Japanese researchers have proposed the creation of a “transition taxonomy”, in another swipe by the country at the EU’s flagship classification system of “green” activities.
The “taxonomy” phenomenon, in which countries or institutions attempt to create an official list of climate-aligned business activities or sectors to enable credible sustainable investment, was kick-started by the European Commission back in 2017. The EU has made clear from the start that it believes its framework will be applicable globally, but with Canada and Malaysia working on their own taxonomies, and Australia, Brazil and Saudi Arabia rumoured to be undertaking similar efforts, Japan isn’t alone in wanting a classification system more geared towards the transition of its national economy.
The country's Transition Finance Study Group, convened by non-profit the Research Institute for Environmental Finance late last year, is asking for feedback on the proposals published in its interim report, Transition Finance Guidance.
The group’s proposed taxonomy, which it said could be called the “brown taxonomy” or “transition taxonomy”, focuses on debt financing and seeks to classify projects, assets and activities that can transition from high to low carbon intensity and environmental impact, rather than ones that are strictly green.
It says the taxonomy would help determine the eligibility of projects, assets and activities for “transition finance” – additional capital to help them become greener.
“In order to promote and expand the use of this transition finance, it is necessary to assess the appropriateness of the transformation and transition of the targeted projects and to establish common procedures and methods to confirm the results of the transformation and transition,” says the report.
The proposals include requiring companies to pay additional interest to lenders if they fail to meet their transition targets. It also raises the possibility of setting phase-in transition processes with interim targets, as long as issuers can show how and when they will reach their final targets.
The document lists 18 types of project that could qualify as “transitional” under the taxonomy, including:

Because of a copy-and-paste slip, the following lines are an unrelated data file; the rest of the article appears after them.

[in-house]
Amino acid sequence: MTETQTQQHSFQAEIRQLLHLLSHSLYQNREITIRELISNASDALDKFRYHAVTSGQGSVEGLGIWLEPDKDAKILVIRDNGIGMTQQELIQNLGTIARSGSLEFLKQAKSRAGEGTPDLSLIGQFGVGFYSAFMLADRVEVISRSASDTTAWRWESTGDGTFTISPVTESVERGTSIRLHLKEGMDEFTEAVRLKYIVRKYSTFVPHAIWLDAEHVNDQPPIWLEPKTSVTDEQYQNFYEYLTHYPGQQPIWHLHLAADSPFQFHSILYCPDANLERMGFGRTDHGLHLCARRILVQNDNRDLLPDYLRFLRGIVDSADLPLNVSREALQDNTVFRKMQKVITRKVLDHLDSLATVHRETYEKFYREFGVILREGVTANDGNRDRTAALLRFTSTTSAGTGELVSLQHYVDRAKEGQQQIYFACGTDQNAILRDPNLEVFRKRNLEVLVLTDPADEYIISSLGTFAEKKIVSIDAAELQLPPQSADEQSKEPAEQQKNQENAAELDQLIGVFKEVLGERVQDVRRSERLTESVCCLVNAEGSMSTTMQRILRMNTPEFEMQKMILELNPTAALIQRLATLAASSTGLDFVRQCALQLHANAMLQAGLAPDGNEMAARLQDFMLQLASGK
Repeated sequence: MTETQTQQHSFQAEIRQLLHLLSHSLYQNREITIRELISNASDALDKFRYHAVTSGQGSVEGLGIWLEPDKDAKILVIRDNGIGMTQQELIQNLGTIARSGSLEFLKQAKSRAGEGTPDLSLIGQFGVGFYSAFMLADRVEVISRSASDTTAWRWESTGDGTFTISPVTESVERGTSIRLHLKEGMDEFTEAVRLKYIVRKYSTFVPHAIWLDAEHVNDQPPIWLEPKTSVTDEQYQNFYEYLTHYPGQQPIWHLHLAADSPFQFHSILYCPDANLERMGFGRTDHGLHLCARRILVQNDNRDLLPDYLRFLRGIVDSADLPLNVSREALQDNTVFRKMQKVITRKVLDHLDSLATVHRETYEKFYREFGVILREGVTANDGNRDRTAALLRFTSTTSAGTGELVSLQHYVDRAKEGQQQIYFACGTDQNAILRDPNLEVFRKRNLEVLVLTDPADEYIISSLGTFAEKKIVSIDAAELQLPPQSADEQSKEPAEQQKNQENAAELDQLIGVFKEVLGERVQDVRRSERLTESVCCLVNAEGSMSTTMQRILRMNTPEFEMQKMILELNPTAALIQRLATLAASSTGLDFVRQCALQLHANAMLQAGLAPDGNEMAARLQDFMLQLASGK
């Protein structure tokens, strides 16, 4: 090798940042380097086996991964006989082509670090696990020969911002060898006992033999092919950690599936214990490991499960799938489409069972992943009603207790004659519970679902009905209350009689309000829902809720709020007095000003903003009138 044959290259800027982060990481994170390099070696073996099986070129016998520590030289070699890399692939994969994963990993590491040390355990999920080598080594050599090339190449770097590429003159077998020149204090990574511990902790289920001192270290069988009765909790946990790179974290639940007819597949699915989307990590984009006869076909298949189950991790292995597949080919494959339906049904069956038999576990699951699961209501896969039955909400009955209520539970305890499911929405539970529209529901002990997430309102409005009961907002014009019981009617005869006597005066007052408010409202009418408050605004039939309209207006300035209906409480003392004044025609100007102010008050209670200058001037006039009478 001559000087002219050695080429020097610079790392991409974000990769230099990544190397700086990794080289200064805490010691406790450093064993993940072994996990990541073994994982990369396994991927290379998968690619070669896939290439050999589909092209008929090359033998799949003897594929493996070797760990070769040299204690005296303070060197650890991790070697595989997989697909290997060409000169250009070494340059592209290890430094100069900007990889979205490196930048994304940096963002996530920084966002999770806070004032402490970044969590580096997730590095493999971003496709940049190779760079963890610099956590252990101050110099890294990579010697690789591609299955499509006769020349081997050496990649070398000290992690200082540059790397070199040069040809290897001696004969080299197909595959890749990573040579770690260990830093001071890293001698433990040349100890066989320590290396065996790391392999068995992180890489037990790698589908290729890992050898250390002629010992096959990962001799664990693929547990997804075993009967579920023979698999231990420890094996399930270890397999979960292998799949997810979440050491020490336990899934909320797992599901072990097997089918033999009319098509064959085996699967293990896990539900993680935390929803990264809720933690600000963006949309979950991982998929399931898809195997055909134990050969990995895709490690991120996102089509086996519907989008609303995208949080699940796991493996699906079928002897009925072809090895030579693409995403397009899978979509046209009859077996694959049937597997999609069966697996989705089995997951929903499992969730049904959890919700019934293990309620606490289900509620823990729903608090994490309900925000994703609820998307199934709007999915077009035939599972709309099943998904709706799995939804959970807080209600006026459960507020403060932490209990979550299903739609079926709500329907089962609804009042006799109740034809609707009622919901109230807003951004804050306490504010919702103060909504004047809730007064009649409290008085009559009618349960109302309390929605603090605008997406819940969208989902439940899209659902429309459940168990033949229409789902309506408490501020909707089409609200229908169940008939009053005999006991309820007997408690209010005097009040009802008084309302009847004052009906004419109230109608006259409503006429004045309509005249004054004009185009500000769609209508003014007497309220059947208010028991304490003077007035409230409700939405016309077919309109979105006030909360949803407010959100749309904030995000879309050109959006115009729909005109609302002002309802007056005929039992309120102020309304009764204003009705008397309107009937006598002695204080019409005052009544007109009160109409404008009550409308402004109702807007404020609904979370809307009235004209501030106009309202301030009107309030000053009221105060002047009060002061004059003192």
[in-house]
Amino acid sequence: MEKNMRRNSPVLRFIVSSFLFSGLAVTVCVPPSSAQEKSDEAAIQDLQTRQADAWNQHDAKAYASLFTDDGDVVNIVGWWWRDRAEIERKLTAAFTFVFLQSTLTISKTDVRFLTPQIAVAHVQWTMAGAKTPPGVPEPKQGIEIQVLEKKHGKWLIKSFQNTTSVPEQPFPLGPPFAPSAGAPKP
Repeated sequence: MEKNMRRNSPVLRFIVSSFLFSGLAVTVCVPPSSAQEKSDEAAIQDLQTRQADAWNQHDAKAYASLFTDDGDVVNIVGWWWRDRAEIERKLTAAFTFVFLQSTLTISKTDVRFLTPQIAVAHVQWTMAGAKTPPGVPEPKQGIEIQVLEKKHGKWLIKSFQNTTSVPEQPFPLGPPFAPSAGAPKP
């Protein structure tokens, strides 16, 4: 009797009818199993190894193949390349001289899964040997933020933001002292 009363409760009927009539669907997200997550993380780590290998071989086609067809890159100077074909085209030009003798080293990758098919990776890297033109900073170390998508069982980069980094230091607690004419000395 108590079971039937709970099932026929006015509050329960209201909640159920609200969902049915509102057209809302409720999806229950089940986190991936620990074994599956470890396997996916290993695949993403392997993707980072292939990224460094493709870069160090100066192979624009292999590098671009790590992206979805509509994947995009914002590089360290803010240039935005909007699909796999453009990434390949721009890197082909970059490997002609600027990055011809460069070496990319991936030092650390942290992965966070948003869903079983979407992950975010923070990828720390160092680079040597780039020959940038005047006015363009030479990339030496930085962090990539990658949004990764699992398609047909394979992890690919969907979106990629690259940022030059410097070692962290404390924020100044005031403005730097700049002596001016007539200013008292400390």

Introducing CCS or CCU for coal plants, or converting them to natural gas or biomass;
Restoring natural gas pipelines to reduce methane leakage;
Using recycled materials in clothing production;
Introducing recycled and reusable packaging for consumer goods;
Shifting from oil to gas fuel in shipping.
There are also exclusions, though. The guidance says making coal power generation more efficient by moving from supercritical to ultra-supercritical pressure technology would not be considered transitional, because the final result would not be green enough, and there would be risks around “locking in” future emissions.
The Technical Expert Group on Sustainable Finance (TEG) that is advising the European Commission on the details of its taxonomy recently recommended its expansion to ‘brown’, so that it could identify business activities that undermined the Paris Agreement. Coal is already excluded from the taxonomy.
The TEG‘s ambition is that the taxonomy would ultimately comprise three performance levels, capturing the whole economy: “substantial contribution” [green], “significant harm” [brown] and a category for activities that do neither.
“Within this framework, activities can move between categories by improving performance, for example from “brown to “neutral”, or from “neutral” to “green”, but only investments financing the latter – when activities become truly Paris-aligned – would count as green under the taxonomy.”
The Japanese Transition Finance Study Group said that the International Capital Markets Association (ICMA), which oversees the Green Bond Principles and similar initiatives for loans and social instruments, had added the document to its list of items for consideration, as part of its recently-established Climate Transition Finance Working Group. ICMA would not comment on how or whether the paper would be taken forward.
The final report from the Japanese study group, which will include its “transition taxonomy”, will be published later this year.
Japan is a well-known critic of the EU taxonomy and its associated regulation, which will apply to all financial market participants that sell financial products in the EU, regardless of where the investment itself is located. Earlier this month, RI reported Influence Map findings that the Japanese Business Federation (Keidanren), Japanese Bankers Association, the Japanese Business Council in Europe and five other Japanese trade bodies had sought to water down the current EU taxonomy.
The country’s Ministry of Economy, Trade and Industry (METI) has a Study Group on Environmental Innovation Finance that published a Concept Paper on Climate Transition Finance Principles at the end of March, noting that “in developing the concept of ‘financing for a transition’, international principles should adopt an inclusive and flexible approach that can be applied to various circumstances of countries and regions without excluding specific sectors/industries or technologies from its scope”. The study group is chaired by Kunio Ito, the governance specialist behind the Ito Review, which led to the establishment of the Stewardship Code in 2017.
Canada’s financial markets are developing a “made-in-Canada” green taxonomy, in a bid to provide definitions that are more sympathetic to resource-heavy economies, while the Malaysian central bank is working on another climate taxonomy, in collaboration with the World Bank, although the latter is currently heavily aligned with the EU.